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British Insurance

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The image shows the flag of United Kingdom. World Insurance Companies Logos - British Insurance. British Insurance – Logos of world insurance companies. By clicking on the logos of insurers in Great Britain, you will get access to all the information that the insurer has on its own website.

RMS Titanic

RMS Titanic was a British passenger liner that sank in the North Atlantic Ocean on 15 April 1912 after colliding with an iceberg during her maiden voyage from Southampton, England to New York City. The sinking of the Titanic caused the deaths of 1,514 people in one of the deadliest peacetime maritime disasters in history. She was the largest ship afloat at the time of her maiden voyage. One of three Olympic-class ocean liners operated by the White Star Line, she was built between 1909–11 by the Harland and Wolff shipyard in Belfast. She carried 2,224 people.

British Insurance Companies

British Insurance Companies. A logo is instantly recognizable and allows that the customer associates the company with the useful qualities such as trust, the fair price, and many other vital issues on the task of finding the best coverage.
Click the logos of the Insurance Companies for getting a bunch of updated information offering each insurer of Great Britain. We want to help you find the best Insurance.

Insurance Company Logos in Great Britain

Insurance Companies Logos and Names. Clicking each Logo Image will get a lot of useful info that will help you find the best insurance.

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The Britain Insurer’s market: regulation and supervision

The diversity of forms of insurer operating in the United Kingdom market reflects its historical development, the evolution of different forms of business organization in the UK, and the development of the regulatory framework.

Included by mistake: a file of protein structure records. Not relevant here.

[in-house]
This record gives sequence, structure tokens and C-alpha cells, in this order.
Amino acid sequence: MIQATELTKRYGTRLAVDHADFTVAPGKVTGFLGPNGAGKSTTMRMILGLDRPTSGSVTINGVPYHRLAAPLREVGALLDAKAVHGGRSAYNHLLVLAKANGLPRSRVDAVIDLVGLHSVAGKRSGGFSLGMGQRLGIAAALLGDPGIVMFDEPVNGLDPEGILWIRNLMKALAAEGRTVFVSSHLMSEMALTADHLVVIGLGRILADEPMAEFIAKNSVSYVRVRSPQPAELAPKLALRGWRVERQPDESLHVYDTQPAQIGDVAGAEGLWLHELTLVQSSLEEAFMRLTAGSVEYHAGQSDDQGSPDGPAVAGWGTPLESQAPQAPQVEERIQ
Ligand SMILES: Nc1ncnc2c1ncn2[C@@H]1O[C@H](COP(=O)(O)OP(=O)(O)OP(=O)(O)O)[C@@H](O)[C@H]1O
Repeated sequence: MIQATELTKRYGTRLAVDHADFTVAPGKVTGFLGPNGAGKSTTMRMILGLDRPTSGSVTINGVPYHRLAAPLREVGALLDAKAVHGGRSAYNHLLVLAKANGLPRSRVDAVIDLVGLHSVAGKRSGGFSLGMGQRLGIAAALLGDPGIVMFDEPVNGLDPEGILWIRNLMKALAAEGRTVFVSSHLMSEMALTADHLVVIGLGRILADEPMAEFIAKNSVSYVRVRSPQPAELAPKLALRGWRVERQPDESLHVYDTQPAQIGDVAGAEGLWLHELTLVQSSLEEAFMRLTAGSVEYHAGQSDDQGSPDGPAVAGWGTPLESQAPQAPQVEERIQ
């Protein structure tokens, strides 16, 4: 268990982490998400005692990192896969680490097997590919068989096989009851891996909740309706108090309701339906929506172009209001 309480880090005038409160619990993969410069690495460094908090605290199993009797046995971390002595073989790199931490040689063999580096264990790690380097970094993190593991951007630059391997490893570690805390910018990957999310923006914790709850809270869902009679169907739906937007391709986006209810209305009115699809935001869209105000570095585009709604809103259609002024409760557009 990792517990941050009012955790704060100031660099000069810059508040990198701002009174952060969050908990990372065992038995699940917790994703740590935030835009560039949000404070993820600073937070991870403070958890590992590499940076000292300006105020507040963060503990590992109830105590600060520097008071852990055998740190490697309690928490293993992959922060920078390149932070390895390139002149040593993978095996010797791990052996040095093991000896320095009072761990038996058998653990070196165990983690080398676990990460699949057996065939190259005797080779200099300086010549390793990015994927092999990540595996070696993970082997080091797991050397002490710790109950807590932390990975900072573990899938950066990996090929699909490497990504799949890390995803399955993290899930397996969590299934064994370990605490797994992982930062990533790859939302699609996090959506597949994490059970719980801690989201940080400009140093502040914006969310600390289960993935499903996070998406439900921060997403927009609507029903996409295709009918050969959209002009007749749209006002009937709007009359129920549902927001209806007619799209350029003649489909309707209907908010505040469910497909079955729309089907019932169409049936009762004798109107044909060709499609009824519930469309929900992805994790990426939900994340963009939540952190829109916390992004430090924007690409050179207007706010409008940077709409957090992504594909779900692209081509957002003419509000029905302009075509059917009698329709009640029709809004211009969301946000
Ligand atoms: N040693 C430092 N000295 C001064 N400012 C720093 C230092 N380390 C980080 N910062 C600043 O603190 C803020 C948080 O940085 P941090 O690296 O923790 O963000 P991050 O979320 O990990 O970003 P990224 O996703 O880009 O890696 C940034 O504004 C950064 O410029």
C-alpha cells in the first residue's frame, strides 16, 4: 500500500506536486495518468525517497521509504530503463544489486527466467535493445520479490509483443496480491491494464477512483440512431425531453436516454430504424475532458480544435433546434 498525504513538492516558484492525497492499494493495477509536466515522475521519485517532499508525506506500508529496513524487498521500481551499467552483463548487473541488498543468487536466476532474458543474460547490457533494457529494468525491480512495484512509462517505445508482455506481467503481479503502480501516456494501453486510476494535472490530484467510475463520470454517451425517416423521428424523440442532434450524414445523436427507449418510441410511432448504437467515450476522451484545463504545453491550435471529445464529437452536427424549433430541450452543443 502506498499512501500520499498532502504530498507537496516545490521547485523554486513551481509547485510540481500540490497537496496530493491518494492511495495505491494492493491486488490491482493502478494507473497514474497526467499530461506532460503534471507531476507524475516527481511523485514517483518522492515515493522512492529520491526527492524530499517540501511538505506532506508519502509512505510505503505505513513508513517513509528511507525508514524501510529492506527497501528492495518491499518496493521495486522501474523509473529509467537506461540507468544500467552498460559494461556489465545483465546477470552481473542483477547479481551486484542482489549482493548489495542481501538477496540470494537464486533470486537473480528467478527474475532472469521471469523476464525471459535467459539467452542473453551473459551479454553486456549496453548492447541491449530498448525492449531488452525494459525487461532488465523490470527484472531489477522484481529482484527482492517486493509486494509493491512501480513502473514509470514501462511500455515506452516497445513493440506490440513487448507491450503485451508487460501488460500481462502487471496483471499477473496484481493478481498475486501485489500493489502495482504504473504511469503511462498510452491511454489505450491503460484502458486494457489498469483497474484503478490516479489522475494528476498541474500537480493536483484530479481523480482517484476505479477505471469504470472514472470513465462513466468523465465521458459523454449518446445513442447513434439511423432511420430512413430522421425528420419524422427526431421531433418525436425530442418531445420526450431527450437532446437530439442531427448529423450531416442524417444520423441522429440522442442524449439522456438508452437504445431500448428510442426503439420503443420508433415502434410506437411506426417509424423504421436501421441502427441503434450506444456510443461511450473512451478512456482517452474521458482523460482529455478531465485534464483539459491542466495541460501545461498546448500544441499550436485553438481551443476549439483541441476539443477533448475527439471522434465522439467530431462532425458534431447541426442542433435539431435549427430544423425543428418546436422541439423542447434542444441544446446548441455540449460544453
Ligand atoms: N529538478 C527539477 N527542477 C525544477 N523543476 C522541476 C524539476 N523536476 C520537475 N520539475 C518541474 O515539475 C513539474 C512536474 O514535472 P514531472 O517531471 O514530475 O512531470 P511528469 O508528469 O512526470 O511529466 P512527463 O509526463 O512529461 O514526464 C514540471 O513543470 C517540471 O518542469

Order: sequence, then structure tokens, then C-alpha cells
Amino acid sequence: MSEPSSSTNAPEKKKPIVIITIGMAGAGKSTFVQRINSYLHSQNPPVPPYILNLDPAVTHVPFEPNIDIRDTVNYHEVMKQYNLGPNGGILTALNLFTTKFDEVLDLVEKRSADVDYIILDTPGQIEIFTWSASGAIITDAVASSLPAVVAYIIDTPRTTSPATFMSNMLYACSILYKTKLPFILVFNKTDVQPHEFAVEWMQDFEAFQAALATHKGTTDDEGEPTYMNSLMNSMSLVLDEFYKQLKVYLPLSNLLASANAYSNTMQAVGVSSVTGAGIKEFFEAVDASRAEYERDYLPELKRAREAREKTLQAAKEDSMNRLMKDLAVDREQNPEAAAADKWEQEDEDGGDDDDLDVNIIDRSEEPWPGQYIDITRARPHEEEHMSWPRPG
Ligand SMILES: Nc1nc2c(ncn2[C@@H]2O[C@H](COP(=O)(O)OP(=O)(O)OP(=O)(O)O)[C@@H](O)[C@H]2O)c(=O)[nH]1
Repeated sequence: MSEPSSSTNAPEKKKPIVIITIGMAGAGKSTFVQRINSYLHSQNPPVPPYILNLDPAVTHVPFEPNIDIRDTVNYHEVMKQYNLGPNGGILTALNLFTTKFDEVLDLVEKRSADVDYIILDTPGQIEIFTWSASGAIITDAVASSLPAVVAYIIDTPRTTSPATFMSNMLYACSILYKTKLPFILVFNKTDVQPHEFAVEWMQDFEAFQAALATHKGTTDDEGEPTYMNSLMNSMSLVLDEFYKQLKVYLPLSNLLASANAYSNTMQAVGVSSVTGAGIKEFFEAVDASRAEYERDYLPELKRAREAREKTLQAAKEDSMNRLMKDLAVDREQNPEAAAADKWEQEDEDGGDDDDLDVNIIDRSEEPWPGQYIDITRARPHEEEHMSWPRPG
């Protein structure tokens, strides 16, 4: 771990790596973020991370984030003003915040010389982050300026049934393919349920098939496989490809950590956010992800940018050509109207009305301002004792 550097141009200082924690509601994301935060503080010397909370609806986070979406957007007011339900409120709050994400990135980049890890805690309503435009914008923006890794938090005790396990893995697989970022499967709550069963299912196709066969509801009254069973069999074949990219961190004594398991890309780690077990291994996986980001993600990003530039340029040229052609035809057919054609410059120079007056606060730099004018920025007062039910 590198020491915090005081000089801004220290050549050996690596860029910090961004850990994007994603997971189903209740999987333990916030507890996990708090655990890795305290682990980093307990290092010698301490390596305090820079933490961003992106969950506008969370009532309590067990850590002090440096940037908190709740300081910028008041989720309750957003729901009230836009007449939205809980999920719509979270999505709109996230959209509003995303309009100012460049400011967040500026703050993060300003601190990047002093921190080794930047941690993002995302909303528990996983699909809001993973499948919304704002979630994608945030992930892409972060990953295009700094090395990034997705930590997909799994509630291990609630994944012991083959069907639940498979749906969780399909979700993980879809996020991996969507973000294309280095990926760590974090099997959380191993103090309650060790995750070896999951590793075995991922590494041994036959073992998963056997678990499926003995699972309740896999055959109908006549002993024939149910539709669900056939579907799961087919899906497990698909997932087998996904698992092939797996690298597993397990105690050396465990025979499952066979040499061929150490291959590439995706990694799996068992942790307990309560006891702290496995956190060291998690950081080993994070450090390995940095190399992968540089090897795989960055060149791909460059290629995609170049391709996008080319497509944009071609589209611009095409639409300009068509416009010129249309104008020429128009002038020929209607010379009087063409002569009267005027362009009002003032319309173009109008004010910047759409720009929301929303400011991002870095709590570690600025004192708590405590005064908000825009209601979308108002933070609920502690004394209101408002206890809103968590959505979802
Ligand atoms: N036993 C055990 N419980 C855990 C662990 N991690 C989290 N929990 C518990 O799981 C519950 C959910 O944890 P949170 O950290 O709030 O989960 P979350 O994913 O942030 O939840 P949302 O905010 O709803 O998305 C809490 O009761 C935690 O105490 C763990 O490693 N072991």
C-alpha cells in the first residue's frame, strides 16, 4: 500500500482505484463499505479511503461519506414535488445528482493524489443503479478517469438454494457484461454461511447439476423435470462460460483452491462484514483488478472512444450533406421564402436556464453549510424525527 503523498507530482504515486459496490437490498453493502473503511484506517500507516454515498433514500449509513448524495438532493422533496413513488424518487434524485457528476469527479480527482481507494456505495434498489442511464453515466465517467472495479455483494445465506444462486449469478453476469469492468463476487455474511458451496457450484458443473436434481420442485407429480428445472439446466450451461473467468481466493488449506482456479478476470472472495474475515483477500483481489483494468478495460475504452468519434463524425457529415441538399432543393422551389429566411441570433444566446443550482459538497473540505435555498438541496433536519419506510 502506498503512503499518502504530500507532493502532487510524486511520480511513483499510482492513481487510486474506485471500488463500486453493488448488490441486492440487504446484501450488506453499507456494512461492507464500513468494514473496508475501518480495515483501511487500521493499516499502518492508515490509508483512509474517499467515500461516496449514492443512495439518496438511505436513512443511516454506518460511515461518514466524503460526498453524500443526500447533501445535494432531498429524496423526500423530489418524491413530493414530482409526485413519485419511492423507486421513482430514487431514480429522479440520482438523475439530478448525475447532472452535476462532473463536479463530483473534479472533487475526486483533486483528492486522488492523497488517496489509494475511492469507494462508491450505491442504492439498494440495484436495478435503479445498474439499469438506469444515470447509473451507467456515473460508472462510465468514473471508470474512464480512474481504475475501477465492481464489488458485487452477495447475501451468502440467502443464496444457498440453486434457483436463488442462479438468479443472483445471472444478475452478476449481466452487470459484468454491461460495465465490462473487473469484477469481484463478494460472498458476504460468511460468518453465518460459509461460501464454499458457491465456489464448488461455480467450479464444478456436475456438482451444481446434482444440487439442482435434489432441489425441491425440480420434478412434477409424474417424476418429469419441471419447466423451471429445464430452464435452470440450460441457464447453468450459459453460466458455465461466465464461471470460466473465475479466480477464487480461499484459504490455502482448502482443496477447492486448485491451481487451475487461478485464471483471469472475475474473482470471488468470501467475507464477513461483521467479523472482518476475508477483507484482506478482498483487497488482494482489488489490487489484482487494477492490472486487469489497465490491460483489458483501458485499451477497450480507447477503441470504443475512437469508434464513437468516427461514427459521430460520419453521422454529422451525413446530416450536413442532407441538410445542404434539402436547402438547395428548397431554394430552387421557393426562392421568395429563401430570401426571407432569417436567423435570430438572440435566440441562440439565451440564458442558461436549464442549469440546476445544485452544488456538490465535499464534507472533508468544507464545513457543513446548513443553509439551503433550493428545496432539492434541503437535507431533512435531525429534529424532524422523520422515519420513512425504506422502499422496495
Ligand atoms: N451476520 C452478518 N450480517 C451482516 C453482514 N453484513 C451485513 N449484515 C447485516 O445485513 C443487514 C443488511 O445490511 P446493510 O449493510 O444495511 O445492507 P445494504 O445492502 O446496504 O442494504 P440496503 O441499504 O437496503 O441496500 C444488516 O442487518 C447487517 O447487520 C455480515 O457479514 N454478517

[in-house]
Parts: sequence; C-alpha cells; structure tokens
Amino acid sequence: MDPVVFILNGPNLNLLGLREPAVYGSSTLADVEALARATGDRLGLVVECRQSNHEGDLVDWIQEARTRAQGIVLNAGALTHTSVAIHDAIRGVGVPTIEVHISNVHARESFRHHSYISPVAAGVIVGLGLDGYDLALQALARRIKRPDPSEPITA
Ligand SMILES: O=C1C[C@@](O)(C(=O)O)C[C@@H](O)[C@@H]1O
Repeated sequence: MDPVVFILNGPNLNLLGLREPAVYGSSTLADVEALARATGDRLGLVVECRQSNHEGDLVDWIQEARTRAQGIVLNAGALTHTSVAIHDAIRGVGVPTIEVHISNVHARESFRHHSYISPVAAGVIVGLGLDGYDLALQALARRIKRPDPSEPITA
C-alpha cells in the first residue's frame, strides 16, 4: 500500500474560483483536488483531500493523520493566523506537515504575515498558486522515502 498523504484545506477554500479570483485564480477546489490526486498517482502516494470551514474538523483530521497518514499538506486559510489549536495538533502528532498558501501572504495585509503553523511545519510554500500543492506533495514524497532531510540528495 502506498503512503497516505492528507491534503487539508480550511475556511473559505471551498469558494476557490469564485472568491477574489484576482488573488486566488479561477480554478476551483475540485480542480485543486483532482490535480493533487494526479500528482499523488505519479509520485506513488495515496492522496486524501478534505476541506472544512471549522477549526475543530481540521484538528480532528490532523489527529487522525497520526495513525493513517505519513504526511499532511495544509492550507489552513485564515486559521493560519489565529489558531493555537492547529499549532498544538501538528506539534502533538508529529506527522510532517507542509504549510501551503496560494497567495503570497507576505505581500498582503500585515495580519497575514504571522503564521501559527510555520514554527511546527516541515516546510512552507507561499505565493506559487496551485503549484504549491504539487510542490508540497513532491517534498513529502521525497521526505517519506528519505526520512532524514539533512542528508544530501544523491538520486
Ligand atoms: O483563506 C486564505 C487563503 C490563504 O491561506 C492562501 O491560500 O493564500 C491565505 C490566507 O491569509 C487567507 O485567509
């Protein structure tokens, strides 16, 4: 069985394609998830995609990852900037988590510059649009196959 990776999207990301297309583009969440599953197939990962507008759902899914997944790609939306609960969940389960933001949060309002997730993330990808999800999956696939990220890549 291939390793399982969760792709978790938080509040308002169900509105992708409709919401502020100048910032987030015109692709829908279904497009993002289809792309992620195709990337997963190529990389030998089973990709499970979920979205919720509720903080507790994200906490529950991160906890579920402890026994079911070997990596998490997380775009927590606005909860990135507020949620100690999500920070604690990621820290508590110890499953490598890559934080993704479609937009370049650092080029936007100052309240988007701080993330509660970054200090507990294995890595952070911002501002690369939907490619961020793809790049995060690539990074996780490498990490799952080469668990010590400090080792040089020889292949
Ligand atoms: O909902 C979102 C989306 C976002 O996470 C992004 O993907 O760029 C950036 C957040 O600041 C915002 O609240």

In the UK, insurers have in recent years been regulated and supervised by the DTI and HM Treasury, and now by the FSA. 

The language of the regulatory framework has changed over the years. The Insurance Companies Act 1982 applied to authorized ‘insurers’. The statute which replaced it, the Financial Services and Markets Act 2000 (FSMA 2000), refers to ‘authorized persons’ who may carry on ‘regulated activities’, of which the effecting and carrying out of contracts of insurance is one. 

Authorized persons are either those who have received permission under Part 4 FSMA 2000 from the FSA, or an EEA or Treaty firm which qualifies for permission under Schedules 3 or 4 to that Act. Schedule 3 sets out the ‘passport rights’, under which one EEA regulator can give authorization covering firms operating throughout the EEA Directive rules. Schedule 4 sets out ‘treaty rights’, which are similar to those under Schedule 3, but are granted on a case by case basis. 

Authorized persons must also meet the FSA’s ‘threshold conditions’, one of which for insurers is the person must be a body corporate, a registered friendly society or a member of Lloyd’s. 

More details on the regulatory framework are given in GIM3000+.

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